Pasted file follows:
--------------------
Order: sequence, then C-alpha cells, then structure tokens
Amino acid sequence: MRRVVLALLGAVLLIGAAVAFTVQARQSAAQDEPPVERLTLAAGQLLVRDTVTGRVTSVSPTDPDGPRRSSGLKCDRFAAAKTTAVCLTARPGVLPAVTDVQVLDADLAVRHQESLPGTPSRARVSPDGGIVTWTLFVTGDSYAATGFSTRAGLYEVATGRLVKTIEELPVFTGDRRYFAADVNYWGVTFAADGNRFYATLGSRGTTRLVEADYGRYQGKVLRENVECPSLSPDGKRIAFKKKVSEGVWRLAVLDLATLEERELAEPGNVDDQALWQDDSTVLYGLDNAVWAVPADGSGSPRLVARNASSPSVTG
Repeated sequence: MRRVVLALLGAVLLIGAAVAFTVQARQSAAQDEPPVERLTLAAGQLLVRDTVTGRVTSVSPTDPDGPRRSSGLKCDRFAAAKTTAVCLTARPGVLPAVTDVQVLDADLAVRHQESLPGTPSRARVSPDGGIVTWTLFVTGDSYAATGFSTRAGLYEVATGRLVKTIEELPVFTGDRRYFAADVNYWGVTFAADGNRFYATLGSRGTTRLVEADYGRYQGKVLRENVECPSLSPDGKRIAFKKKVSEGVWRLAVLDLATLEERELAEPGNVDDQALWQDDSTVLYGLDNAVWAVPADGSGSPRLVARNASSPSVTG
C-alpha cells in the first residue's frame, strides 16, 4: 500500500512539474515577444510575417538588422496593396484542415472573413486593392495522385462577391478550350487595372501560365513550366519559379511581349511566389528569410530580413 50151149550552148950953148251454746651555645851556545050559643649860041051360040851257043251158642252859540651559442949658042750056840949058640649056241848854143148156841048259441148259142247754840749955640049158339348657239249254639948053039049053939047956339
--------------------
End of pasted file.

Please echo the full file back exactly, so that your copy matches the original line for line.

Order: sequence, then C-alpha cells, then structure tokens
Amino acid sequence: MRRVVLALLGAVLLIGAAVAFTVQARQSAAQDEPPVERLTLAAGQLLVRDTVTGRVTSVSPTDPDGPRRSSGLKCDRFAAAKTTAVCLTARPGVLPAVTDVQVLDADLAVRHQESLPGTPSRARVSPDGGIVTWTLFVTGDSYAATGFSTRAGLYEVATGRLVKTIEELPVFTGDRRYFAADVNYWGVTFAADGNRFYATLGSRGTTRLVEADYGRYQGKVLRENVECPSLSPDGKRIAFKKKVSEGVWRLAVLDLATLEERELAEPGNVDDQALWQDDSTVLYGLDNAVWAVPADGSGSPRLVARNASSPSVTG
Repeated sequence: MRRVVLALLGAVLLIGAAVAFTVQARQSAAQDEPPVERLTLAAGQLLVRDTVTGRVTSVSPTDPDGPRRSSGLKCDRFAAAKTTAVCLTARPGVLPAVTDVQVLDADLAVRHQESLPGTPSRARVSPDGGIVTWTLFVTGDSYAATGFSTRAGLYEVATGRLVKTIEELPVFTGDRRYFAADVNYWGVTFAADGNRFYATLGSRGTTRLVEADYGRYQGKVLRENVECPSLSPDGKRIAFKKKVSEGVWRLAVLDLATLEERELAEPGNVDDQALWQDDSTVLYGLDNAVWAVPADGSGSPRLVARNASSPSVTG
C-alpha cells in the first residue's frame, strides 16, 4: 500500500512539474515577444510575417538588422496593396484542415472573413486593392495522385462577391478550350487595372501560365513550366519559379511581349511566389528569410530580413 50151149550552148950953148251454746651555645851556545050559643649860041051360040851257043251158642252859540651559442949658042750056840949058640649056241848854143148156841048259441148259142247754840749955640049158339348657239249254639948053039049053939047956339